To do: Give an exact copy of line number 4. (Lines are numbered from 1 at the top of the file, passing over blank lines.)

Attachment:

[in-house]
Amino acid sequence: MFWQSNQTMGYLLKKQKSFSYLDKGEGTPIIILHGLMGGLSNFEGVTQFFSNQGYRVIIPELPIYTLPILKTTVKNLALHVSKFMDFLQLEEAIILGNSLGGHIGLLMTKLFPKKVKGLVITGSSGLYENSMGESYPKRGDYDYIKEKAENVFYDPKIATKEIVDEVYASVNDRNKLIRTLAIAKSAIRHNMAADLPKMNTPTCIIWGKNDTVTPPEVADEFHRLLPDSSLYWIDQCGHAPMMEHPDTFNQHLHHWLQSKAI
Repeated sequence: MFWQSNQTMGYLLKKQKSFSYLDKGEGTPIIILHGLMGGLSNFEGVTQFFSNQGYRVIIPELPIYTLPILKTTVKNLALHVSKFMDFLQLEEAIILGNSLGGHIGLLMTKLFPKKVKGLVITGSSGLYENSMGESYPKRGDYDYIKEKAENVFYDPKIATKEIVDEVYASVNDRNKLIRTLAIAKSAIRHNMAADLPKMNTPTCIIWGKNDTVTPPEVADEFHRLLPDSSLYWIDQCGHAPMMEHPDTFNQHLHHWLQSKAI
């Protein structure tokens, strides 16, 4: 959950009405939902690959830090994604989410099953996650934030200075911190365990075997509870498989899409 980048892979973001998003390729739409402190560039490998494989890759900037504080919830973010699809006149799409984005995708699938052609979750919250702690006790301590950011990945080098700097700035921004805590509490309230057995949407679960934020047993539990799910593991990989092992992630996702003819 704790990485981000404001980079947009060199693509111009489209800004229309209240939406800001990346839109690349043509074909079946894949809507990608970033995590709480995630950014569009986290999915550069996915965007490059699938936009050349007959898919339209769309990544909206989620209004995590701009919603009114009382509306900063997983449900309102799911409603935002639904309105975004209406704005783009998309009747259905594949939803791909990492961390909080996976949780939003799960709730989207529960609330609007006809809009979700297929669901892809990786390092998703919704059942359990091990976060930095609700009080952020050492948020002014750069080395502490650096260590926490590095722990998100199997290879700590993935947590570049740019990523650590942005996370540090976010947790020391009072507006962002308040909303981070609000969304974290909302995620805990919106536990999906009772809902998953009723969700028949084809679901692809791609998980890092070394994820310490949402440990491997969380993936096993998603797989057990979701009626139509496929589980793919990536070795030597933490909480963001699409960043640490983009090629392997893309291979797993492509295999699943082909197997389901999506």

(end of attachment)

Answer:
């Protein structure tokens, strides 16, 4: 959950009405939902690959830090994604989410099953996650934030200075911190365990075997509870498989899409 980048892979973001998003390729739409402190560039490998494989890759900037504080919830973010699809006149799409984005995708699938052609979750919250702690006790301590950011990945080098700097700035921004805590509490309230057995949407679960934020047993539990799910593991990989092992992630996702003819 704790990485981000404001980079947009060199693509111009489209800004229309209240939406800001990346839109690349043509074909079946894949809507990608970033995590709480995630950014569009986290999915550069996915965007490059699938936009050349007959898919339209769309990544909206989620209004995590701009919603009114009382509306900063997983449900309102799911409603935002639904309105975004209406704005783009998309009747259905594949939803791909990492961390909080996976949780939003799960709730989207529960609330609007006809809009979700297929669901892809990786390092998703919704059942359990091990976060930095609700009080952020050492948020002014750069080395502490650096260590926490590095722990998100199997290879700590993935947590570049740019990523650590942005996370540090976010947790020391009072507006962002308040909303981070609000969304974290909302995620805990919106536990999906009772809902998953009723969700028949084809679901692809791609998980890092070394994820310490949402440990491997969380993936096993998603797989057990979701009626139509496929589980793919990536070795030597933490909480963001699409960043640490983009090629392997893309291979797993492509295999699943082909197997389901999506």